At a time when most students were still sleeping off finals-week blues, the Co-Op Market’s shareholders delivered a blow to protectionism’s stranglehold on Hyde Park. Sixty percent of ballots cast favored dissolving the grocer, persuading the board to submit to the community’s demand. A new University-backed grocer is scheduled to arrive by mid-February. This is a positive step, but it should be only the first of many in a new era of Hyde Park development.
The search for a replacement for outgoing Vice President of Community Affairs Hank Webber presents a prime opportunity to identify the weaknesses in the neighborhood’s retail options and hire someone committed to addressing these problems. The University and the new vice president of community affairs should collaborate with local groups either to develop locally owned businesses or to recruit outside merchants.
Even with a new grocer, Hyde Park still lacks clothing stores and many other retail outlets, forcing local residents to take a trip—and their money—elsewhere. The University, with its significant commercial real estate holdings in the neighborhood, is in a unique position to promote Hyde Park’s commercial stature.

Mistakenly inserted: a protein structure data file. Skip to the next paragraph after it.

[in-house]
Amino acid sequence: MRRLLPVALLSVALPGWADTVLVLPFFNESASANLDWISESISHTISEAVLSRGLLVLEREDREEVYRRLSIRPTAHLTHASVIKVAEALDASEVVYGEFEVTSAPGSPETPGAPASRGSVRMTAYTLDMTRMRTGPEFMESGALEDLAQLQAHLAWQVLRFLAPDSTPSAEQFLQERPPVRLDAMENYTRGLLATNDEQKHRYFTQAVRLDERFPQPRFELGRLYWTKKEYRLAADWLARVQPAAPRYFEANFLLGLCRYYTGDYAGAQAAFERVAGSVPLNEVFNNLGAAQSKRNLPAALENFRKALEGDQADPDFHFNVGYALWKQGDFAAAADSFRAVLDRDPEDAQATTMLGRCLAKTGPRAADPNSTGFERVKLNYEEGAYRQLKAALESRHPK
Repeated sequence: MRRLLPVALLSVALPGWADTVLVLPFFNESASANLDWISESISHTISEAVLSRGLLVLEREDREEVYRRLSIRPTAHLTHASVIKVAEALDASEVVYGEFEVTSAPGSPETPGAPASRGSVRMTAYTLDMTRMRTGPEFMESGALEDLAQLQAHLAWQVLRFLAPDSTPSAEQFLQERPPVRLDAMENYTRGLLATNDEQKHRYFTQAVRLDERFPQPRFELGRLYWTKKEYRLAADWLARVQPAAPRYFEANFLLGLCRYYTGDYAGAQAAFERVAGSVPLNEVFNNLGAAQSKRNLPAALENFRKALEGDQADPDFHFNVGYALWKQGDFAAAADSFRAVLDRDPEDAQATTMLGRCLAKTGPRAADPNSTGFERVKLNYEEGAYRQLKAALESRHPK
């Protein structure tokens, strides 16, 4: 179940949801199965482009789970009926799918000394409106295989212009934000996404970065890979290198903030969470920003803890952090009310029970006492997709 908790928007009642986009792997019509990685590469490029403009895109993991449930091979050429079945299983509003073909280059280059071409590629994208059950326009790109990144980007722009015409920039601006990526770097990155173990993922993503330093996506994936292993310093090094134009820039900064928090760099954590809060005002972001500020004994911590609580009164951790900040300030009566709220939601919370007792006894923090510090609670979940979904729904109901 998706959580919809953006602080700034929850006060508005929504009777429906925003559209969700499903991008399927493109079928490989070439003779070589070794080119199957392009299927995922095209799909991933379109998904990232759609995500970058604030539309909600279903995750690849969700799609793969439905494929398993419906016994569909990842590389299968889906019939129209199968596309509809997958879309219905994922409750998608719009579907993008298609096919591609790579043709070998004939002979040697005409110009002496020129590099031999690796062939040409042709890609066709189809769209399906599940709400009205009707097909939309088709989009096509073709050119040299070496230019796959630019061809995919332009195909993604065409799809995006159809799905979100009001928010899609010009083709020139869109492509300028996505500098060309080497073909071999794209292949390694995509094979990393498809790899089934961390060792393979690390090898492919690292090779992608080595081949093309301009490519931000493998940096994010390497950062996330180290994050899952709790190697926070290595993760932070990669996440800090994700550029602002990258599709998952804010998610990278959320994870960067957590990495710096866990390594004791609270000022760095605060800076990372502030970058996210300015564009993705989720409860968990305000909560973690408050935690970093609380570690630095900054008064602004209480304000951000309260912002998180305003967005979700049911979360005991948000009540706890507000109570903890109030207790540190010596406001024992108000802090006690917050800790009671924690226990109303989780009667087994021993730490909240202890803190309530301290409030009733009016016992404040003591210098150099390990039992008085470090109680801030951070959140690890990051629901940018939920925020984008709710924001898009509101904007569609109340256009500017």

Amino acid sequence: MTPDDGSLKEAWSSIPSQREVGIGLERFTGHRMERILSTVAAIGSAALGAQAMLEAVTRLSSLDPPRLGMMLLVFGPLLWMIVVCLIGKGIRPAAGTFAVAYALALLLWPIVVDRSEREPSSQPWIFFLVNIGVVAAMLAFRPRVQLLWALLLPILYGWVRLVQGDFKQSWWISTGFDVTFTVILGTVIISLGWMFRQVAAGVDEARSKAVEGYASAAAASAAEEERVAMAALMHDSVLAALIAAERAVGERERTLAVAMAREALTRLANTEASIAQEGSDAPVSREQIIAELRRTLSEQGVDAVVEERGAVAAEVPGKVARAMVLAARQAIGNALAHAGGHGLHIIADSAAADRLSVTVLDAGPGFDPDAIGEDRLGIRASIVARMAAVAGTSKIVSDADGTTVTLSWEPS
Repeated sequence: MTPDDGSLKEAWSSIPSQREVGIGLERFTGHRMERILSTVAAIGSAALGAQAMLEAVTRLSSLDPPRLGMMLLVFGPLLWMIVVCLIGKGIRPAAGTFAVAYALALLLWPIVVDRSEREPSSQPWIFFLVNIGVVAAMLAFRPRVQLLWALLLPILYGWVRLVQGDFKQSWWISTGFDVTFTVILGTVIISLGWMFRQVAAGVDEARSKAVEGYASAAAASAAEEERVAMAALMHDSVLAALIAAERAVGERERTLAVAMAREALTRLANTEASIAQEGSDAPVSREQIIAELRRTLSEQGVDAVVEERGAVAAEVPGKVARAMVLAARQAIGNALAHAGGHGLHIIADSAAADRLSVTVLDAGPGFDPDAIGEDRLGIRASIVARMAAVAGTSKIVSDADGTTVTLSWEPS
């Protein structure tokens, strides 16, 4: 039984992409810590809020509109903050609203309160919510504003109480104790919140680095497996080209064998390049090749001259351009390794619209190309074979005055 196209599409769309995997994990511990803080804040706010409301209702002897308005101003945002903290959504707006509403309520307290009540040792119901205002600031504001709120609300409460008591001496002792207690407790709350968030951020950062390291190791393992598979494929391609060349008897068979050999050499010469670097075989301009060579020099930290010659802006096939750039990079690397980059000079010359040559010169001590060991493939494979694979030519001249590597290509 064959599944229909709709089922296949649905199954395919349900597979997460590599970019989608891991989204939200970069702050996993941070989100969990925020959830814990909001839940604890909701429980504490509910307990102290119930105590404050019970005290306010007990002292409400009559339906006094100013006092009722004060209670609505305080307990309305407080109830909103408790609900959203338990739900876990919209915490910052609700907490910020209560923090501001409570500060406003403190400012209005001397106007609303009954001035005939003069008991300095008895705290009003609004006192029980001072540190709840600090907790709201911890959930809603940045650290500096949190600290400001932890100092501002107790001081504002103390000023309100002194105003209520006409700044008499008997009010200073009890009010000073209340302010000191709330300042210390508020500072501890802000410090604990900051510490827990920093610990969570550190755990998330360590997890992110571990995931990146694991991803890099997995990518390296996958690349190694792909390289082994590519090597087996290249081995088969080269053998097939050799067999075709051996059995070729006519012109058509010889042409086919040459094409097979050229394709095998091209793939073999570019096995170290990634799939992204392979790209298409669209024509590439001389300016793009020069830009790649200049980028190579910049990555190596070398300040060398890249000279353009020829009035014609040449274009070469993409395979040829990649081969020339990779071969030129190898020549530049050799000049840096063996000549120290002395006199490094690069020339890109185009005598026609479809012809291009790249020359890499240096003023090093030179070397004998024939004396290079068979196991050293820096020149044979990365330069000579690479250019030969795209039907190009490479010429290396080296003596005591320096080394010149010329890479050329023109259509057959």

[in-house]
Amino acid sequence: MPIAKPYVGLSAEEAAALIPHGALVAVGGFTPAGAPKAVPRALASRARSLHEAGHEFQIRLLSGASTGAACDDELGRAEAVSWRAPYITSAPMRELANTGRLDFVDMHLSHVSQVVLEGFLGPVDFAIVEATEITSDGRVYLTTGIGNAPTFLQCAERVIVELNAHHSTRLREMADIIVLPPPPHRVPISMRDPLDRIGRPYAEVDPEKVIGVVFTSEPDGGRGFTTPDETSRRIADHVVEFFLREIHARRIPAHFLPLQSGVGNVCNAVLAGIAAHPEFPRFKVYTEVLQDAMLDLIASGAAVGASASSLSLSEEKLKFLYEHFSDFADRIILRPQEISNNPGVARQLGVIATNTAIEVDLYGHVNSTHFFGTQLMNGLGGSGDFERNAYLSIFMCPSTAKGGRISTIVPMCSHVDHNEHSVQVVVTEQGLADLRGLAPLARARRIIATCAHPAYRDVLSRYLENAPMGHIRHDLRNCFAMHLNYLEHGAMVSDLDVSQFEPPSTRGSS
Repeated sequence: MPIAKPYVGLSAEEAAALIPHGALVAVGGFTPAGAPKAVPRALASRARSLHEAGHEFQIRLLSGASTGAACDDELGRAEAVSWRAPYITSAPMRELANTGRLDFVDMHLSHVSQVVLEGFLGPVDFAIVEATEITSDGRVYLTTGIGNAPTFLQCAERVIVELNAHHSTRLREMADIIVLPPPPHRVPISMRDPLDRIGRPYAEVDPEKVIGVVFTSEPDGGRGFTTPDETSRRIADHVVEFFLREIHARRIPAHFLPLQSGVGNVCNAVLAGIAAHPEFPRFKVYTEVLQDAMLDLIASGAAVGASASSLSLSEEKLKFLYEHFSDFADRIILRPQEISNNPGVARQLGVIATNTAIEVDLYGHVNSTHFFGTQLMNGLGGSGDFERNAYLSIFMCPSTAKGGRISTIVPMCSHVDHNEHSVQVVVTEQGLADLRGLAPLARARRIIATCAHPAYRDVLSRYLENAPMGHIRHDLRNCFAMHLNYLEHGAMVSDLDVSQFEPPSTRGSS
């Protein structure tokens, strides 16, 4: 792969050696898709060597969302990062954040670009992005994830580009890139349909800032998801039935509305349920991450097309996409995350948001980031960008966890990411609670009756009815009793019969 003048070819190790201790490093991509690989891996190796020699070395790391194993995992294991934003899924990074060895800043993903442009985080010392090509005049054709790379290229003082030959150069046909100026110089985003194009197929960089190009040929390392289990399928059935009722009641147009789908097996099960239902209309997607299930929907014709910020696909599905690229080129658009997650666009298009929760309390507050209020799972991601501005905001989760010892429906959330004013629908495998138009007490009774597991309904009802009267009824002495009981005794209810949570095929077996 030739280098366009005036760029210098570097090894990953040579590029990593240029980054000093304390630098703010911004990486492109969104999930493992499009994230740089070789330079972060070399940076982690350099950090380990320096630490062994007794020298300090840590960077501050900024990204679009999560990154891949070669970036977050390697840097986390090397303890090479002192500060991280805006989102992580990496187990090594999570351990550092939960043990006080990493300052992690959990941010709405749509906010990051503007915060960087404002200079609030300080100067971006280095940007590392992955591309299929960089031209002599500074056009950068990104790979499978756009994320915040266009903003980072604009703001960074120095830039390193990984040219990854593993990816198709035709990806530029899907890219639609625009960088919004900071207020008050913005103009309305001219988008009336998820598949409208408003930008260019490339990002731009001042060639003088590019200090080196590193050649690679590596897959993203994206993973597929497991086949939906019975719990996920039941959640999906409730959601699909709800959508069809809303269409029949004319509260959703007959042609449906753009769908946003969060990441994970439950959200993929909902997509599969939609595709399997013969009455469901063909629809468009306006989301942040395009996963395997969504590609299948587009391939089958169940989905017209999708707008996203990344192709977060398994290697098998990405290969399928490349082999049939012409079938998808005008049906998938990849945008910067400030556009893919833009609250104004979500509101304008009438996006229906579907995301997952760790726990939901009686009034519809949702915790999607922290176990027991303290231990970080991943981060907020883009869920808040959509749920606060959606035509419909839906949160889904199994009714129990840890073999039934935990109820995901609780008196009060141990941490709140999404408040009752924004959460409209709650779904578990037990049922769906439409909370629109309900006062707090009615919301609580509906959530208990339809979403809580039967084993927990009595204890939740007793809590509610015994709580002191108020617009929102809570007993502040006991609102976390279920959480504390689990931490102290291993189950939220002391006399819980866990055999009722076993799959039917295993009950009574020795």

More retail options would boost the University, Hyde Park, and the South Side. The University would benefit by providing a more attractive home for professors and prospective students alike. Local residents would spend less time commuting to retail stores; gone would be the days of trekking across town to purchase a sweatshirt which doesn’t read “Hyde Park” across the front. Equally importantly, these new businesses would generate a boost in the job market.
Unfortunately, local activists have long opposed such economic development. The recent Co-Op vote suggests that the community may finally be moving past the anti-corporate mentality that has stalled Hyde Park. Recent history has proven that large chains can co-exist with locally owned businesses. Starbucks and Third World Cafe are both popular destinations for coffee drinkers. Borders has not bankrupted 57th Street Books.
After decades of high prices and bad food, our community is finally getting a competent supermarket. Hyde Park deserves a lot more, however, and the University and surrounding community should not be satisfied with what is merely a good start.